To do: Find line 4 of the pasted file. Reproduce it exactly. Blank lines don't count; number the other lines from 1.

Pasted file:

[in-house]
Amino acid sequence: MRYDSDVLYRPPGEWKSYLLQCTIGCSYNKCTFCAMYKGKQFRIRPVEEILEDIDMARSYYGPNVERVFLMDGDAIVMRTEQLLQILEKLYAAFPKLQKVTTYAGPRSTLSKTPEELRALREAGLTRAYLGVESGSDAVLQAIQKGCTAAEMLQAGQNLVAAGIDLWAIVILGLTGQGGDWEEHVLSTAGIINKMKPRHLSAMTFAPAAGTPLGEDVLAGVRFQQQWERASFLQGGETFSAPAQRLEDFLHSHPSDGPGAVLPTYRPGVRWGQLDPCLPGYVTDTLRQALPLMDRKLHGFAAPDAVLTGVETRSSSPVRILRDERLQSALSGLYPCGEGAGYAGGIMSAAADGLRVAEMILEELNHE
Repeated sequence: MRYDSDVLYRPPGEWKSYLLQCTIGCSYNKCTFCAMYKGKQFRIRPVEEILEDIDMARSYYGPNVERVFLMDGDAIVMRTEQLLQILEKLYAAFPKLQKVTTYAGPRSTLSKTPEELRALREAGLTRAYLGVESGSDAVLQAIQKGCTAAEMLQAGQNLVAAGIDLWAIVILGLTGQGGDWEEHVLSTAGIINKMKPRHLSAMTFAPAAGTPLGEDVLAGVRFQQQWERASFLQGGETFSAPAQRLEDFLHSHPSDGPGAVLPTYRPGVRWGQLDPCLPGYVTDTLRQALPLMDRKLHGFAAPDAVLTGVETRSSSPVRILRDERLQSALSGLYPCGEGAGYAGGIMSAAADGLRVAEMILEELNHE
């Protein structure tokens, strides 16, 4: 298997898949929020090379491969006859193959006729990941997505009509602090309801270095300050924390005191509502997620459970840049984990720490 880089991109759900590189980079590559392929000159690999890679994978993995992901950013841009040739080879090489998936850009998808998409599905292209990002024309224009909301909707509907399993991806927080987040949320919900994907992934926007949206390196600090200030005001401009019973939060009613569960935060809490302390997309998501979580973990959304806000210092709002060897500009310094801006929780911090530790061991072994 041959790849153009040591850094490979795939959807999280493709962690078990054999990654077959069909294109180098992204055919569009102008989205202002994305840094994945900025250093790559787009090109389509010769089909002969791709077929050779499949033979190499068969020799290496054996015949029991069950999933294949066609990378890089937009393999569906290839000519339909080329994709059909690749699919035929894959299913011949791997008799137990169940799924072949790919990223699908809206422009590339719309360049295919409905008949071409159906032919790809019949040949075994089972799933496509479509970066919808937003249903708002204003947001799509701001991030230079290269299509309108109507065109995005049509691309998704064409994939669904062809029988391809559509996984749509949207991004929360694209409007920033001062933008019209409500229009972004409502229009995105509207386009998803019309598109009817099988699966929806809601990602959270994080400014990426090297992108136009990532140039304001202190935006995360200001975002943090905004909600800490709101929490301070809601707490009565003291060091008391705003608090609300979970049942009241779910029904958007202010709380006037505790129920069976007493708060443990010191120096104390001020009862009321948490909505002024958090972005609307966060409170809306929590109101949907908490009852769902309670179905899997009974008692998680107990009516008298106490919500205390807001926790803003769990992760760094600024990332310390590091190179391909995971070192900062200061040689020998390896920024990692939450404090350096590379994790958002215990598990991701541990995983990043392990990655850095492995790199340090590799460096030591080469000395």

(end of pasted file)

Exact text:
């Protein structure tokens, strides 16, 4: 298997898949929020090379491969006859193959006729990941997505009509602090309801270095300050924390005191509502997620459970840049984990720490 880089991109759900590189980079590559392929000159690999890679994978993995992901950013841009040739080879090489998936850009998808998409599905292209990002024309224009909301909707509907399993991806927080987040949320919900994907992934926007949206390196600090200030005001401009019973939060009613569960935060809490302390997309998501979580973990959304806000210092709002060897500009310094801006929780911090530790061991072994 041959790849153009040591850094490979795939959807999280493709962690078990054999990654077959069909294109180098992204055919569009102008989205202002994305840094994945900025250093790559787009090109389509010769089909002969791709077929050779499949033979190499068969020799290496054996015949029991069950999933294949066609990378890089937009393999569906290839000519339909080329994709059909690749699919035929894959299913011949791997008799137990169940799924072949790919990223699908809206422009590339719309360049295919409905008949071409159906032919790809019949040949075994089972799933496509479509970066919808937003249903708002204003947001799509701001991030230079290269299509309108109507065109995005049509691309998704064409994939669904062809029988391809559509996984749509949207991004929360694209409007920033001062933008019209409500229009972004409502229009995105509207386009998803019309598109009817099988699966929806809601990602959270994080400014990426090297992108136009990532140039304001202190935006995360200001975002943090905004909600800490709101929490301070809601707490009565003291060091008391705003608090609300979970049942009241779910029904958007202010709380006037505790129920069976007493708060443990010191120096104390001020009862009321948490909505002024958090972005609307966060409170809306929590109101949907908490009852769902309670179905899997009974008692998680107990009516008298106490919500205390807001926790803003769990992760760094600024990332310390590091190179391909995971070192900062200061040689020998390896920024990692939450404090350096590379994790958002215990598990991701541990995983990043392990990655850095492995790199340090590799460096030591080469000395």